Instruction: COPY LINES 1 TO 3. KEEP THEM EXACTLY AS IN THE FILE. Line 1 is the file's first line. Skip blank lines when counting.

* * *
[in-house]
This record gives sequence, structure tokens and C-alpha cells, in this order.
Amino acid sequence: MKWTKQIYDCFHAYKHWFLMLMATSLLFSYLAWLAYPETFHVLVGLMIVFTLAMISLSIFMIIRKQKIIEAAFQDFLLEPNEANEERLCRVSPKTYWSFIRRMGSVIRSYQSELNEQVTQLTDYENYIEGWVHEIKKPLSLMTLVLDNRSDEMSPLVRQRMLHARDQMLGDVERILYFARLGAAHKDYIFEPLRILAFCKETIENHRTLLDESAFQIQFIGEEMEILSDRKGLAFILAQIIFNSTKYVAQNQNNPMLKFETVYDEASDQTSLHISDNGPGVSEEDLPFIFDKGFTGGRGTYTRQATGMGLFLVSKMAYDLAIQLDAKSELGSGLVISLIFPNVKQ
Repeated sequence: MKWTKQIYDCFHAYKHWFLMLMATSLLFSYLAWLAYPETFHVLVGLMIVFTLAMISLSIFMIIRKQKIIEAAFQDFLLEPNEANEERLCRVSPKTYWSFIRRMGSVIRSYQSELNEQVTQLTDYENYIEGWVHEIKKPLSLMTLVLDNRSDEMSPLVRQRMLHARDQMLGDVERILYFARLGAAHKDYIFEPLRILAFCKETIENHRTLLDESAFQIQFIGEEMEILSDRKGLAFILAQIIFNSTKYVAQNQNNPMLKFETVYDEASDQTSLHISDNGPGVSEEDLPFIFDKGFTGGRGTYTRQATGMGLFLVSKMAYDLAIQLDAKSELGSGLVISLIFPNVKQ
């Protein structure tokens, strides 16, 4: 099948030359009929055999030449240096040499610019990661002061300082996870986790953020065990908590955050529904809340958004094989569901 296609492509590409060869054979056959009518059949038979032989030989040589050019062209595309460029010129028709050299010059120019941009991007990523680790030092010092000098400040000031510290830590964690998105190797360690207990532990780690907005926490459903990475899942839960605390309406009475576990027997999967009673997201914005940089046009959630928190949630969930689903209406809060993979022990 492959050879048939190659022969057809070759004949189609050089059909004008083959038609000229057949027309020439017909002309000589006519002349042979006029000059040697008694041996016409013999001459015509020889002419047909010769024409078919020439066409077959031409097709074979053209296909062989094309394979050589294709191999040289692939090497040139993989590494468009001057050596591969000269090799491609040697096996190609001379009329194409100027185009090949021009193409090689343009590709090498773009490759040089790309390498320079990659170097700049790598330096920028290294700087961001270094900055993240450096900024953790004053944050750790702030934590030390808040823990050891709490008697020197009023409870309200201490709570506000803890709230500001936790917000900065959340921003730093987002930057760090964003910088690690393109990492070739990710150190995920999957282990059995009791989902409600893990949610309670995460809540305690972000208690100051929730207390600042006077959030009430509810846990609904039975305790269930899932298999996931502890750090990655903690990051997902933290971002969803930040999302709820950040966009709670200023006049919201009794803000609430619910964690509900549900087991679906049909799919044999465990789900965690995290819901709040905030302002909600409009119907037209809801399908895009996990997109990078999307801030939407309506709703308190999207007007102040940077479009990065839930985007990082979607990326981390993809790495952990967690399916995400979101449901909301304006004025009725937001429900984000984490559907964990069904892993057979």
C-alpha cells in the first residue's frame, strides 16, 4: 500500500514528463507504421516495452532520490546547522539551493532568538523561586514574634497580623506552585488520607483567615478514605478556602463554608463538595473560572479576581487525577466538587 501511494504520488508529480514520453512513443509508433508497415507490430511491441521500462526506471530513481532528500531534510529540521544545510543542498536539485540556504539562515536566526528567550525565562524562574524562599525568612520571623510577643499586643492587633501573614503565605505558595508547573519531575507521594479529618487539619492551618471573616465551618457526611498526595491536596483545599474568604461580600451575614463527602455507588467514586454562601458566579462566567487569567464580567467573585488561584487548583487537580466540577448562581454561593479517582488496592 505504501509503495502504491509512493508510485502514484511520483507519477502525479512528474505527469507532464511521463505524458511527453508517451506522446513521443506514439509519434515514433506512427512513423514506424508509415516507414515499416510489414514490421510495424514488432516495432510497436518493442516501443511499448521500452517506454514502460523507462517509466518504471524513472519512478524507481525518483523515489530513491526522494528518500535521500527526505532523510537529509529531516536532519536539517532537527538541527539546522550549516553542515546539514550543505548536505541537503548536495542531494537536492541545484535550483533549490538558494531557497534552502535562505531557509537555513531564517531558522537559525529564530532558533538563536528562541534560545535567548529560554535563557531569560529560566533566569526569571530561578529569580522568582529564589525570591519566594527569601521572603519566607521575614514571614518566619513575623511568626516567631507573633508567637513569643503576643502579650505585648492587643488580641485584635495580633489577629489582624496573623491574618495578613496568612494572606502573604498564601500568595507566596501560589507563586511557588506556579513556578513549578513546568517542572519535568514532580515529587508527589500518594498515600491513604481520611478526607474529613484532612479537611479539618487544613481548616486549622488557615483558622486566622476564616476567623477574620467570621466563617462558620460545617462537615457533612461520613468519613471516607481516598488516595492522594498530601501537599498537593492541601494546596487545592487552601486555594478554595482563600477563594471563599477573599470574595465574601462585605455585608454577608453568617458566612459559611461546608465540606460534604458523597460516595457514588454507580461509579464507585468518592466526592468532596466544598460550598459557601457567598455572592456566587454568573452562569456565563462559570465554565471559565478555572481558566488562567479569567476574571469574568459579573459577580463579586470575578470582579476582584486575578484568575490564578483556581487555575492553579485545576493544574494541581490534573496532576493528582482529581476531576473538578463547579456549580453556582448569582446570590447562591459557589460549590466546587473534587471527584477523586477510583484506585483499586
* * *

[in-house]
This record gives sequence, structure tokens and C-alpha cells, in this order.
Amino acid sequence: MKWTKQIYDCFHAYKHWFLMLMATSLLFSYLAWLAYPETFHVLVGLMIVFTLAMISLSIFMIIRKQKIIEAAFQDFLLEPNEANEERLCRVSPKTYWSFIRRMGSVIRSYQSELNEQVTQLTDYENYIEGWVHEIKKPLSLMTLVLDNRSDEMSPLVRQRMLHARDQMLGDVERILYFARLGAAHKDYIFEPLRILAFCKETIENHRTLLDESAFQIQFIGEEMEILSDRKGLAFILAQIIFNSTKYVAQNQNNPMLKFETVYDEASDQTSLHISDNGPGVSEEDLPFIFDKGFTGGRGTYTRQATGMGLFLVSKMAYDLAIQLDAKSELGSGLVISLIFPNVKQ